Saturday, May 12, 2018
Co-sponsored by the Murphy Institute, CUNY, and Democracy @ Work New York For the first time in decades, cities round the country are advancing progressive innovations and solutions to too-long-sustained poverty and inequality. In New York City worker cooperatives, participatory budgeting, and community land trusts are on the policy platform of the City Council’s progressive caucus and elected officials in the democratic party are pushing legislation for employee and worker ownership at the state and federal levels. With greater visibility and support from the public sector some believe that these pilots and experiments for neighborhoods to drive wealth creation and capture and create equitable economic opportunities can reach into broad-based and mainstream policy. There is an opening here to expand the horizon of what is seen as possible for genuine equitable urban economic development, and its relationship to labor, communities and the political economy. In short, we can change the conversation from mostly pushing for greater accountability and transparency in the existing economic development order, to a conversation about what should come next and what policies and institutions would be a part of getting us there. Speakers include: Michael Menser, Assistant Professor of Philosophy at Brooklyn College, Earth and Environmental Science and Environmental Psychology at the CUNY Graduate Center, Chair of the Board of The Participatory Budgeting Project, and author of We Decide! Theories and Cases in Participatory Democracy.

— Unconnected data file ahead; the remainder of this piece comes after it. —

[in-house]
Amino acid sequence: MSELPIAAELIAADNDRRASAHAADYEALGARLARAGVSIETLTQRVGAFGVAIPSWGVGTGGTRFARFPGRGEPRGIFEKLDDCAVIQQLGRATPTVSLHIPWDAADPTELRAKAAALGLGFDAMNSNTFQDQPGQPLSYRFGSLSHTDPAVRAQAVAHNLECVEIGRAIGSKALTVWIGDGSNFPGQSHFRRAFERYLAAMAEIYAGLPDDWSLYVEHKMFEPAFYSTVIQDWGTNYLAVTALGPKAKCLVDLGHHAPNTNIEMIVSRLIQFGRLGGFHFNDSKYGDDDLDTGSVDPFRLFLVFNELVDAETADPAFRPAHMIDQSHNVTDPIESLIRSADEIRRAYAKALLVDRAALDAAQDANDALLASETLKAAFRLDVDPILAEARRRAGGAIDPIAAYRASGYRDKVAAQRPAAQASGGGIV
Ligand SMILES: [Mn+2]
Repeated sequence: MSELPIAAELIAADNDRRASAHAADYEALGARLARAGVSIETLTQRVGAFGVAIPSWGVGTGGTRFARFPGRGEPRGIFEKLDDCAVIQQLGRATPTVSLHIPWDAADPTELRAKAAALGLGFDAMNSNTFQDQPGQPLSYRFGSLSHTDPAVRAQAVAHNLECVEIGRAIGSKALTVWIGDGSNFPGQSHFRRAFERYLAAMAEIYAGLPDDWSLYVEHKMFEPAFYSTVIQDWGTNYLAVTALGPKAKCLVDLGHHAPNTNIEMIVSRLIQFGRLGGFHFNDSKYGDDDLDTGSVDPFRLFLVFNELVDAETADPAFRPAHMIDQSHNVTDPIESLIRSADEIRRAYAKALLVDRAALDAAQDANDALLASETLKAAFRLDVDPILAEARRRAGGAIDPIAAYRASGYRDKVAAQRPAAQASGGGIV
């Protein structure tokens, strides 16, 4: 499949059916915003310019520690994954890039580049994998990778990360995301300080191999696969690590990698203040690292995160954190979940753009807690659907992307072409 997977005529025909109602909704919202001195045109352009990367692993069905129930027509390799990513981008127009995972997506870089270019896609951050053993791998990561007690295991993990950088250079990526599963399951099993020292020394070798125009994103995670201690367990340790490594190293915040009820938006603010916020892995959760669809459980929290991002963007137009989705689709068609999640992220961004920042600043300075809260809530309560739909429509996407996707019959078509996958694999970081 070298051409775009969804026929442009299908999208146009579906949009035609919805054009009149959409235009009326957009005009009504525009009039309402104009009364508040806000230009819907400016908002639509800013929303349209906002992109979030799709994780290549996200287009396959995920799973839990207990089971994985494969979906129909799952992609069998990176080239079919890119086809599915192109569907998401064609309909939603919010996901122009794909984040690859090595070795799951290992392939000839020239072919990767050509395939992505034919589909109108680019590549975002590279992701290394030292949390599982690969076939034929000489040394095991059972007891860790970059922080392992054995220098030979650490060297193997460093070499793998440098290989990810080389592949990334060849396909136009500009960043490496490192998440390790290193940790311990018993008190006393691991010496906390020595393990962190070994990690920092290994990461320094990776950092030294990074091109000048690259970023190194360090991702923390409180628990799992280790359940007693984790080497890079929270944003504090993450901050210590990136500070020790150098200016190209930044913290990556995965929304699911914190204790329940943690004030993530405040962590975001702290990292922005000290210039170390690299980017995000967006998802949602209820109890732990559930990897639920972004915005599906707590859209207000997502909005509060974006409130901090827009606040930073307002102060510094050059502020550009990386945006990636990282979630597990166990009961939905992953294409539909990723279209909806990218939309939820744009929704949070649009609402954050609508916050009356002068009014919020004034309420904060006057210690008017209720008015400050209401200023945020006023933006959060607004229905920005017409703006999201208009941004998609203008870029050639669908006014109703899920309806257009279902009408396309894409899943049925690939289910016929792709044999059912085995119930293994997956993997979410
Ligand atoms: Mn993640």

Gabriela Alvarez, Chef and founder of Liberation Cuisine, a catering company dedicated to preparing meals collectively with sustainable ingredients and practices. Alvarez recently took her passion for healing and organizing with food to Puerto Rico to help with relief and rebuilding efforts.
Kali Akuno, co-founder and co-director of Cooperation Jackson, a network of cooperatives and worker-owned enterprises and the author of Jackson Rising: The Struggle for Economic Democracy and Black Self-Determination in Jackson, Mississippi.
Yorman Nunez, Program Manager at Community Innovators Lab MIT and coordinator of Bronx Cooperative Development Initiative.
Sunday, May 6, 2018
Karl Marx is 200 years old. And yet, whenever Marx seems dead and buried, a new moment of economic or political crisis brings Marx’s critical understanding of capitalism back to the fore. In Marx Now, a two-day symposium co-presented by the Goethe-Institut New York and the Brooklyn Institute for Social Research, leading scholars, activists, and artists will discuss, in a series of panels and learning sessions, why Marx endures: how does Marx speak to our moment of extraordinary inequality, political upheaval, fractured identity, ecological degradation, technological acceleration, alienation, and exhaustion? To answer, presenters and audience members will draw from stories, objects, scholarship, art works, and the lessons of contemporary politics.
Featuring Kali Akuno, Chiara Bottici, Ajay Singh Chaudhary, Drucilla Cornell, Benjamin Kunkel, Anwar Shaikh, and McKenzie Wark